3.2. From the 19th to the 20th century

By the time of Tanzimat, the permits to build Christian churches multiply. Most of the ca. 80 churches that, in the beginning of the 21st century, operate on the borders of the Constantinople archdiocese and the Metropolis of Chalcedon, Derka and Prigkiponnisa, are 19th century buildings. However, even during the “liberal” period of the reformations, churches being build or repaired are generally humble and obscure within the urban landscape. Aghios Georgios (St George) Antiphonitis in Fanari (1830), Panaghia (Virgin) Hantzeriotissa in Tekfursaray (1837), Aghios Minas of Psomathia (1833) or Panaghia tou Palaiou Baniou (Virgin of the Old Bath) in Beşiktaş (1864?) are, from that point, quite characteristic. On the contrary, remarkable (yet not unique) is the exception of the Aghia Triada Stavrodromiou (Holy Trinity of the Crossroads) church that “dominates” the south corner of the Taksim square and whose opening was celebrated in much grandeur in September 1880. For the Greeks of Constantinople, the Holy Trinity church, built by the architect Vassilakis Efendi Ioannides, is a special case not only because of its sheer size, but also because on many occasions its completion was almost cancelled due to shortage in capital; wealthy Greeks had to get mobilized in order to successfully complete construction, which lasted more than 20 years. The opening ceremony, when it finally happened, carried a great symbolic importance, since all of the city’s inhabitants – orthodox and non-orthodox – realized that the Greek orthodox community was in a position to undertake and complete ambitious and grand plans, leaving its mark and transforming the urban landscape. If the Holy Trinity had not been built after all, maybe neither would have the "Zappeio" girls' School (1885), the Great School of the Nation (1882), the "Zografeio" Lycaeum (1893).

4. The churches’ waqf status

In ottoman cities, the religious buildings (either churches or synagogues or mosques) are generally preserved by the income coming from leases on neighboring, usually, property (shops, work-houses, houses). Characterized as “Wakfs” regarding their legal status from 1935 onwards, these estates could not, initially, be sold, since their purpose was the maintenance of the religious building, on which they were depended. This means that most of the churches in Constantinople were (and still are) the core of a building complex, following the example of Muslim mosques. The church of Aghia Euphemia is mentioned for example, to which many stores and work-shops in the market of Chalcedon (Kandiköy) belong, the church of Aghia Triada (Holy Trinity) in Taksim, from which the surrounding buildings are depended on (shops, restaurants etc), but also Panaghia (Virgin) of Pera (Stavrodormi, Beyoğlu) which borders an imposing “apartment” (block of flats).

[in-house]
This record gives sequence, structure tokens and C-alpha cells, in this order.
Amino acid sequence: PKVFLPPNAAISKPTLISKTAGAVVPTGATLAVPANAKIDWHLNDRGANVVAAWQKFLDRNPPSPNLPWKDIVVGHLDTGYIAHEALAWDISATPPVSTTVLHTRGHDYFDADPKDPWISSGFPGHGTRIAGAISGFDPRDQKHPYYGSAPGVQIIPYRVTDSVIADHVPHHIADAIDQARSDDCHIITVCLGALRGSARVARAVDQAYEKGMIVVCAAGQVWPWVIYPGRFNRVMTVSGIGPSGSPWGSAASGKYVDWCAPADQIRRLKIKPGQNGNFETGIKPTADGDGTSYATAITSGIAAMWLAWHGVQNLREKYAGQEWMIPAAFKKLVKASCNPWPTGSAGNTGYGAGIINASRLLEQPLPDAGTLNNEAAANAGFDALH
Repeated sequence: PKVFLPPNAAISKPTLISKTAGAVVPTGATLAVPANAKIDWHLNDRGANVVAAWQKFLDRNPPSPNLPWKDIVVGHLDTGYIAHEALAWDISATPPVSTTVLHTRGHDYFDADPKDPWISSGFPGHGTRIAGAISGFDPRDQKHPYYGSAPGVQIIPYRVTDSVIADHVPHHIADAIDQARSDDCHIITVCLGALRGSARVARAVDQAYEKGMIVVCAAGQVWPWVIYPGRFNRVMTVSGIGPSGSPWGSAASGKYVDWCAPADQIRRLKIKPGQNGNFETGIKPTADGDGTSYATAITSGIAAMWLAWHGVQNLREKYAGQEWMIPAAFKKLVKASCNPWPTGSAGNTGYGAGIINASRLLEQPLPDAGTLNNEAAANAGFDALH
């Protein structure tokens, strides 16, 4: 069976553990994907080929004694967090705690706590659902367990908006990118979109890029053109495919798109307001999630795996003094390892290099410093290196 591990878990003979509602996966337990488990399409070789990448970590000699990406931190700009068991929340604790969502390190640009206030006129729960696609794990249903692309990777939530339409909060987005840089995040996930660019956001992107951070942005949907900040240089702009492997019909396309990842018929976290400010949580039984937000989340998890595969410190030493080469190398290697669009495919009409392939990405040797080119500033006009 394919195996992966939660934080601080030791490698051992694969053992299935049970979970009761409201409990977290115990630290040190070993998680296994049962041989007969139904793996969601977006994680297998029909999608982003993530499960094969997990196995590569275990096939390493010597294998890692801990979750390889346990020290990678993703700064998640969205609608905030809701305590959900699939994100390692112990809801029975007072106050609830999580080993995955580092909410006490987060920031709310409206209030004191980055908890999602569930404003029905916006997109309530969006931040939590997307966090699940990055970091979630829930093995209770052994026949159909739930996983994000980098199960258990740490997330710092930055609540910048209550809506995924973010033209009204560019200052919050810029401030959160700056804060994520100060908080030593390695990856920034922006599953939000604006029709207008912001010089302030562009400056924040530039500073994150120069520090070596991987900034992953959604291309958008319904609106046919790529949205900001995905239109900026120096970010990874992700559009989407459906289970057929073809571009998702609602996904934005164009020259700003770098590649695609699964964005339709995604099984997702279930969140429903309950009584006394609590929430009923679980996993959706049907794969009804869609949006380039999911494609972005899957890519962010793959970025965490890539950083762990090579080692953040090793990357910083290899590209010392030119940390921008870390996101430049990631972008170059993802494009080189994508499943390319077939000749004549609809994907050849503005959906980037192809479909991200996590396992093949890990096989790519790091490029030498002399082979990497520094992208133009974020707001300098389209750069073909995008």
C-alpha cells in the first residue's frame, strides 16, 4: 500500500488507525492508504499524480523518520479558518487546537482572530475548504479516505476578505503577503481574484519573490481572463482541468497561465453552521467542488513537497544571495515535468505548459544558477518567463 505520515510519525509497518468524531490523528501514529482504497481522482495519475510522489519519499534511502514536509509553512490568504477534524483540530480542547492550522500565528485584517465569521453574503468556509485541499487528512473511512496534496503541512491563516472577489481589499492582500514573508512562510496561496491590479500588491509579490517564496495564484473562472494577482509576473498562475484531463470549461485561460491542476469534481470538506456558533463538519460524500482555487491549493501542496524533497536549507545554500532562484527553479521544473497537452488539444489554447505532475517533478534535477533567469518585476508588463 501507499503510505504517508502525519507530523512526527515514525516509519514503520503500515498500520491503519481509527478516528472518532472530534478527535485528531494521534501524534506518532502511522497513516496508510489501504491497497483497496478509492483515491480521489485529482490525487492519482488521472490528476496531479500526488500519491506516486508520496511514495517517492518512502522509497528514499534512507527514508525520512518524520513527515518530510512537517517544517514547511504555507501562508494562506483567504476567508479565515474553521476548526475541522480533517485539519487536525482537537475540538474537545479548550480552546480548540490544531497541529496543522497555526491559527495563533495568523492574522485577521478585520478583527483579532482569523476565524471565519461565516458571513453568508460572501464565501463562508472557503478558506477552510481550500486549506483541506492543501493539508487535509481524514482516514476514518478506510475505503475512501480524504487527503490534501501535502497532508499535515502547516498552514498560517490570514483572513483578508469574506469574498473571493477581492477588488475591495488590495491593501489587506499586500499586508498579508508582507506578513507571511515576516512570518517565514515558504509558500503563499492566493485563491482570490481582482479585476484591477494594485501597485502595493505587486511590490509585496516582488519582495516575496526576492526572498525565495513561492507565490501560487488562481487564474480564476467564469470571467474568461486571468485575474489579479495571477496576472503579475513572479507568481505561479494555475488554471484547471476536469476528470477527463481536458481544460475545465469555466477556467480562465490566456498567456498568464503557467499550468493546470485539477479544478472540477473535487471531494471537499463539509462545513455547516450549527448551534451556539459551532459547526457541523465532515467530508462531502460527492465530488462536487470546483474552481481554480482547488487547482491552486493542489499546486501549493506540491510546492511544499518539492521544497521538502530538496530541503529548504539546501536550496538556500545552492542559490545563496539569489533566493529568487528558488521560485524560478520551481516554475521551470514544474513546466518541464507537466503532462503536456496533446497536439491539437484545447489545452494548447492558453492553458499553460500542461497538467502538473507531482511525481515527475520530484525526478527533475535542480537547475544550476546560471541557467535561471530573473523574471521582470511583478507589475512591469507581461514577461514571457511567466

5. Orthodox churches by other nationalities (non-Greek)

5.1. Russian, Bulgarian, Rumanian

From the 19th century onwards, the location of the orthodox churches in Constantinople, bear the changes that came upon the orthodox religion by the establishment of national states and the creation of autocephalous churches in the Balkans. Besides the churches that belong to the Ecumenical Patriarchy, there are more being administrated by other Churches, especially the Russian, the Bulgarian and the Rumanian ones, all of which do not use Greek as the liturgical language, even though they follow the same Byzantine ceremonial ritual. In a very thorough sturdy, Vasileios Stavrides mentions four Russian orthodox glebes in Galata (Aghios Panteleimon, Aghios Andreas, Prophitis Elias, Aghia Triada), that were founded around 1870 and operated as lodging places for the many Russian pilgrims of the late 19th century. During the 1920s, these buildings were used to house the thousands of refugees arriving in Constantinople after the 1917 Russian Revolution. In 1930 the church of Aghios Andreas ceases to operate, its glebes are taken seized by the Turkish police and are handed over to the tax service. Stavrides also chronicles the Bulgarian churches operating in the beginning of the 21st century; Aghios Ioannis (St John) of Rila in Sisli (founded in 1870), Aghios Stefanos (St Stephen) in Phanari (the celebrated knock-down metallic church, 1898), the cemetery church of Aghios Demetrios (St Demetrius, 1921) and the chapel of Aghios Panteleimon (St Panteleimon) in the Bulgarian hospital. As for the Rumanians, whose demographic presence in Constantinople increased greatly after 1990, from 2004 onwards they are accommodated in the church of Aghia Paraskevi of Pikridion (Hasköy) after an agreement between the Rumanian Patriarchy and Phanari and with the permission of the Turkish authorities.